OFSTED April 2017 Key Comments: 

  • ‘Pupils shine at this school because they benefit enormously from being part of the ‘St James family’, a supportive and caring community. They are happy and safe in school.
  • ‘The conduct of pupils in this school, the way they interact with each other and adults, is impeccable – in fact, it is the best I have ever seen(Feedback from HMI to School Governors, Local Authority and Diocesan representatives)
  • Pupils readily respond to leaders’ high expectations evident in the ‘SHINE’ ethos. As a result, they ‘Speak politely, Have respect, follow Instructions, Never say never and Engage positively’ in all that they do
  • ‘Pupils work exceptionally well together’
  • ‘Pupils have excellent attitudes to learning, they are curious and want to achieve their best.’
  • ‘Pupils know what it means to be ‘ready to learn’’
  • ‘Pupils’ conduct is exemplary. They show high levels of respect for each other and for their teachers and teaching assistants.
  • ‘Pupils’ spiritual, moral, social and cultural development is a strength of the school’
  • ‘The school's work to promote pupils' personal development and welfare is outstanding. Leaders make sure that pupils are cared for exceptionally well’
  • ‘Staff are proud to be a member of staff at this school’
  • ‘Pupils, including the most able, are challenged by their work’
  • ‘Pupils are taught the skills needed to become thoughtful, self-confident citizens, able to express their views and opinions.’
  • ‘Progress overall is much better than that of similar-ability pupils nationally’
  • ‘Key stage 4 outcomes in GCSE examinations demonstrate consistently strong progress over each of the last three years’
  • ‘Parents have highly-positive views of the school and confirm their children are safe and happy at this school. They greatly appreciate the pastoral care and support provided.’
  • ‘Pupils say they feel safe at school, they say there are no bullies and are confident they would be listened to if they shared a concern with a teacher or pastoral leader.’
  • ‘Governors know the strengths of the school and where there are further improvements still to be made.’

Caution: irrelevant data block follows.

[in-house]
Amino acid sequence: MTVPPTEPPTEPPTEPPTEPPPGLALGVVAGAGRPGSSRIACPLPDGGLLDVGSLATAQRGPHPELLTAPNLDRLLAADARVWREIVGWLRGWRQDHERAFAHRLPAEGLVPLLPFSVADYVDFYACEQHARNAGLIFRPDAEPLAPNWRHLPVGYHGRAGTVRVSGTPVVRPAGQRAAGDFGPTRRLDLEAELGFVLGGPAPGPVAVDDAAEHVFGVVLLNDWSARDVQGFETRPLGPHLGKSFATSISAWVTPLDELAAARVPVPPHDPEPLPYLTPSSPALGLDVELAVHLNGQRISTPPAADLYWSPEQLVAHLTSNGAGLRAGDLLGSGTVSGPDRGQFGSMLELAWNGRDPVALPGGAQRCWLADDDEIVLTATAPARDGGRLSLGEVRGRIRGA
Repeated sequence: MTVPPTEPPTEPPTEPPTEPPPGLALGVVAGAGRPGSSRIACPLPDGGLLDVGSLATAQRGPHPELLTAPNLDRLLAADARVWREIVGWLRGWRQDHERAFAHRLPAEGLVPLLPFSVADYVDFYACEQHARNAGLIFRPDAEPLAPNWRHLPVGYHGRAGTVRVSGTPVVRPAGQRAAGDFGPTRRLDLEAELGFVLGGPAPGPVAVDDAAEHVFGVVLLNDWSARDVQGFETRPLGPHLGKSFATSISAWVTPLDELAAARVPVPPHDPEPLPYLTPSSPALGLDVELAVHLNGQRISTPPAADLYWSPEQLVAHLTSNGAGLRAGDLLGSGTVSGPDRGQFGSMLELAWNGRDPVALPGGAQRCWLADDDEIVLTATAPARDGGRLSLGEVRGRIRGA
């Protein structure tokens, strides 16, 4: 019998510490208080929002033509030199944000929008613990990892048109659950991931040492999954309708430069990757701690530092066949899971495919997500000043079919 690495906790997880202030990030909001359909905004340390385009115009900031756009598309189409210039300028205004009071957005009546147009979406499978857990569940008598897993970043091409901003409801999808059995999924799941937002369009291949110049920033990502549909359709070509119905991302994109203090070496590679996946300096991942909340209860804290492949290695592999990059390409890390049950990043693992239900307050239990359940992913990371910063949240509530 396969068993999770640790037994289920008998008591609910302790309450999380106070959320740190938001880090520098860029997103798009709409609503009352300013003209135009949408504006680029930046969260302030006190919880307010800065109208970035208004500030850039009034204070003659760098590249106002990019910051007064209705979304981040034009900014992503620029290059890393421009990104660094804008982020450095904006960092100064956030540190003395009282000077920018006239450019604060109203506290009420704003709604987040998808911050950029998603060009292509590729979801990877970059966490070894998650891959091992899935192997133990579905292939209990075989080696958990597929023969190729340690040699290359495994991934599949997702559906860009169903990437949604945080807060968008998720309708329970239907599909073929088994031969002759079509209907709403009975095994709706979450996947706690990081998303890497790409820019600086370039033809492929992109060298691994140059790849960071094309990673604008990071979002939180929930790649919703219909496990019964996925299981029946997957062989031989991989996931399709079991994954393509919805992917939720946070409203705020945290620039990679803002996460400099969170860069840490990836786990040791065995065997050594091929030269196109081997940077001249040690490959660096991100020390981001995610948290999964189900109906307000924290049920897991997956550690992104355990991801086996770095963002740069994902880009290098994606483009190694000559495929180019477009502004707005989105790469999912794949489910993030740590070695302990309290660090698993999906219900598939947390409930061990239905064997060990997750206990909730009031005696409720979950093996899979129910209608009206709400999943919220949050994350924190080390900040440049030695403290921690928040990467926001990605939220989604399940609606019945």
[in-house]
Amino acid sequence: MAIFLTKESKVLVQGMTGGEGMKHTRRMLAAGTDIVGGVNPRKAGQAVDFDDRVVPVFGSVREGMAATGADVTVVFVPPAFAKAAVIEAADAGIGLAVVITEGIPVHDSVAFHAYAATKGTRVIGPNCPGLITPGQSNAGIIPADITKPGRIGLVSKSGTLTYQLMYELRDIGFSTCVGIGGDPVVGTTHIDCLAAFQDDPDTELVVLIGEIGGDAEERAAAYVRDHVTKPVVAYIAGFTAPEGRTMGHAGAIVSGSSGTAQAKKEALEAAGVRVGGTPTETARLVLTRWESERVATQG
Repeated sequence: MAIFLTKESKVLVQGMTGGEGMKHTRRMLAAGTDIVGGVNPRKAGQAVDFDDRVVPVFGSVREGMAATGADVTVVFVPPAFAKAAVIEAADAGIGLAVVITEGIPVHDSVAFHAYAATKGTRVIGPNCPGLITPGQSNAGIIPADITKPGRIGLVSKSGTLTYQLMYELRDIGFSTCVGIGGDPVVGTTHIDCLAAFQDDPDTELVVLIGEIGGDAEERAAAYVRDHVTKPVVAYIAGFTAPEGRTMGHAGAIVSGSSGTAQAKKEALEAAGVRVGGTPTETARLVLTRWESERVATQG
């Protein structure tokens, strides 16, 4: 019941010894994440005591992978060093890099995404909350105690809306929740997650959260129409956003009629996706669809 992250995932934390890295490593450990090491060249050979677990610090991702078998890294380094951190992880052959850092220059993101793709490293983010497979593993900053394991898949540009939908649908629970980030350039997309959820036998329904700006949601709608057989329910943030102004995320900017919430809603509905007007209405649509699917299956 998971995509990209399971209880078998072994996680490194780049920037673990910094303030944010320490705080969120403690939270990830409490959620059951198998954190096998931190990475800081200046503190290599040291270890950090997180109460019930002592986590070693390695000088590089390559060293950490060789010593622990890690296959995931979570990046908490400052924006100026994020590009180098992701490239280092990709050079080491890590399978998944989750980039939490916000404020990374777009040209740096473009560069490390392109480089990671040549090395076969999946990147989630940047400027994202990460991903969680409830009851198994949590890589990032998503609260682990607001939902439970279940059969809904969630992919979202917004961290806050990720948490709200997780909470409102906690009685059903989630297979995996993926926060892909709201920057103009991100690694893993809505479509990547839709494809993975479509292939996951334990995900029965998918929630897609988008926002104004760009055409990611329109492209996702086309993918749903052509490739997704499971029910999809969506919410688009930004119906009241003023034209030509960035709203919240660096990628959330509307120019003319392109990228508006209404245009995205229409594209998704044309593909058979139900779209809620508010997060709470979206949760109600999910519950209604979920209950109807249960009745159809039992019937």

• ‘Pupils enjoy coming to school.’
  • ‘Pupils, including the most able, are challenged by their work because most teachers have high expectations of pupils and plan work which is hard enough for them.’
  • ‘Pupils learn well and make excellent progress because teaching in English, mathematics and most other subjects is consistently good.’
  • ‘Leaders have successfully introduced a more ambitious culture in the school based upon high expectations.’
  • ‘Pupils typically make good progress because teachers have strong subject knowledge, which they use well to plan interesting and challenging work for pupils.’
  • ‘Teaching assistants support pupils well in lessons, including low-ability pupils and those who have special educational needs and/or disabilities, who need extra help.’

Dracula Spectacula

Monday 13th February 2017

Staff and pupils were busy rehearsing over the weekend for this week's production of ‘Dracula Spectacula’, with further dress-rehearsals taking place today. Tickets are still available for Tuesday, Wednesday and Thursday's performances - £5.00 per adult, £3.00 child / concessions and we would like as many of you as possible to join us for this musical extravaganza.

Our Year 11 trip to Auschwitz departs next Sunday, returning on Wednesday 22nd February. This is the first time we have organised this particular trip, and I’m sure that as well as being very educational, it will be an experience that will stay with them for a very long time. We wish them all a safe journey. Last week Year 8 pupils experienced very successful day retreats at Animate in St Helen’s.

Over the last couple of weeks we have been reminding students that bringing energy drinks like Lucozade, Monster or Red Bull into school is not allowed. Any student found with an energy drink will have it confiscated and may be given a detention. We would also ask parents to support us by not providing pupils with drinks or food with a high sugar content, as per the advice from Public Health England and the British Heart Foundation below:

Energy drinks are not a healthy choice, particularly for children and young people. In some people caffeine can cause increased irritability, nervousness or anxiety, particularly if you are not used to it. Public Health England has recently advised that sugary drinks have no place in a child's daily diet

Too much sugar in the diet means too many calories leading to weight gain and obesity. Obese children and teenagers are more likely to be bullied, have low self-esteem, miss school and become obese adults who have a higher risk of developing type 2 diabetes and heart disease’ - Public Health England

‘If you feel that you are lacking in energy you should look at your overall diet and lifestyle to find out why you are so tired, rather than just reaching for an energy drink. Good habits like eating well, being physically active and getting enough sleep might seem harder to do than opening a can, but sticking to a healthy routine will ensure you feel well, rested and ready for the day ahead which in turn will mean you do not need the energy drinks - as well as helping to look after your longer term heart health.’ - British Heart Foundation

School closes for half-term this Friday at 3.00 pm and opens for pupils on Monday 27th February at the usual time.